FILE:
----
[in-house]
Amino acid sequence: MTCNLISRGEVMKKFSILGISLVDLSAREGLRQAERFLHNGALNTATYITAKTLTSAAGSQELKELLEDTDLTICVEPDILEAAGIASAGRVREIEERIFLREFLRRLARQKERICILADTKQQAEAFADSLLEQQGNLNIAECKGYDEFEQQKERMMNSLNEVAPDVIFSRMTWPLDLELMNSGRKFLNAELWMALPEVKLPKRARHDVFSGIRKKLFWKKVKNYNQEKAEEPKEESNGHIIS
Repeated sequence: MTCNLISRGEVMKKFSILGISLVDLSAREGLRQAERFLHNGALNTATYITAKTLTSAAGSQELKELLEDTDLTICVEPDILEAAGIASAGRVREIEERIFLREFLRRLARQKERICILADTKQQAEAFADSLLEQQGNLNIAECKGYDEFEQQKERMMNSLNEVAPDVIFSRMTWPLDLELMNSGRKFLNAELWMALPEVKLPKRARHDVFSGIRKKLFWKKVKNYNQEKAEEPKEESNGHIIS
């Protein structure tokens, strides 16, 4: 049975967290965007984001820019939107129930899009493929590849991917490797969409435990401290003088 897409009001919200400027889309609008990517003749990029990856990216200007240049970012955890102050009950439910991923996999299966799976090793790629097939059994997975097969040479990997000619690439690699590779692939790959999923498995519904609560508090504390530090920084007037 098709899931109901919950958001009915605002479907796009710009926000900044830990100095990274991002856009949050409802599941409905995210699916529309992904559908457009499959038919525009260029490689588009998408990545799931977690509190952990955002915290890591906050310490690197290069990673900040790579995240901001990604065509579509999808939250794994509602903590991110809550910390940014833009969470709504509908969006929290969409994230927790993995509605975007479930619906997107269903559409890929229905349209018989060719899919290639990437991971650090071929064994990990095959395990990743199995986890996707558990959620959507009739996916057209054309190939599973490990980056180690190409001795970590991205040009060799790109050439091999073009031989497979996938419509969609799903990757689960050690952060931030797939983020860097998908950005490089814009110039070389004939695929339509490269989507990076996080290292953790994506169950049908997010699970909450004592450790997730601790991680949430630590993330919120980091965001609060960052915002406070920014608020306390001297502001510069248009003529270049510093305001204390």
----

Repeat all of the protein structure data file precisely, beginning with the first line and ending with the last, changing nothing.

[in-house]
Amino acid sequence: MTCNLISRGEVMKKFSILGISLVDLSAREGLRQAERFLHNGALNTATYITAKTLTSAAGSQELKELLEDTDLTICVEPDILEAAGIASAGRVREIEERIFLREFLRRLARQKERICILADTKQQAEAFADSLLEQQGNLNIAECKGYDEFEQQKERMMNSLNEVAPDVIFSRMTWPLDLELMNSGRKFLNAELWMALPEVKLPKRARHDVFSGIRKKLFWKKVKNYNQEKAEEPKEESNGHIIS
Repeated sequence: MTCNLISRGEVMKKFSILGISLVDLSAREGLRQAERFLHNGALNTATYITAKTLTSAAGSQELKELLEDTDLTICVEPDILEAAGIASAGRVREIEERIFLREFLRRLARQKERICILADTKQQAEAFADSLLEQQGNLNIAECKGYDEFEQQKERMMNSLNEVAPDVIFSRMTWPLDLELMNSGRKFLNAELWMALPEVKLPKRARHDVFSGIRKKLFWKKVKNYNQEKAEEPKEESNGHIIS
């Protein structure tokens, strides 16, 4: 049975967290965007984001820019939107129930899009493929590849991917490797969409435990401290003088 897409009001919200400027889309609008990517003749990029990856990216200007240049970012955890102050009950439910991923996999299966799976090793790629097939059994997975097969040479990997000619690439690699590779692939790959999923498995519904609560508090504390530090920084007037 098709899931109901919950958001009915605002479907796009710009926000900044830990100095990274991002856009949050409802599941409905995210699916529309992904559908457009499959038919525009260029490689588009998408990545799931977690509190952990955002915290890591906050310490690197290069990673900040790579995240901001990604065509579509999808939250794994509602903590991110809550910390940014833009969470709504509908969006929290969409994230927790993995509605975007479930619906997107269903559409890929229905349209018989060719899919290639990437991971650090071929064994990990095959395990990743199995986890996707558990959620959507009739996916057209054309190939599973490990980056180690190409001795970590991205040009060799790109050439091999073009031989497979996938419509969609799903990757689960050690952060931030797939983020860097998908950005490089814009110039070389004939695929339509490269989507990076996080290292953790994506169950049908997010699970909450004592450790997730601790991680949430630590993330919120980091965001609060960052915002406070920014608020306390001297502001510069248009003529270049510093305001204390």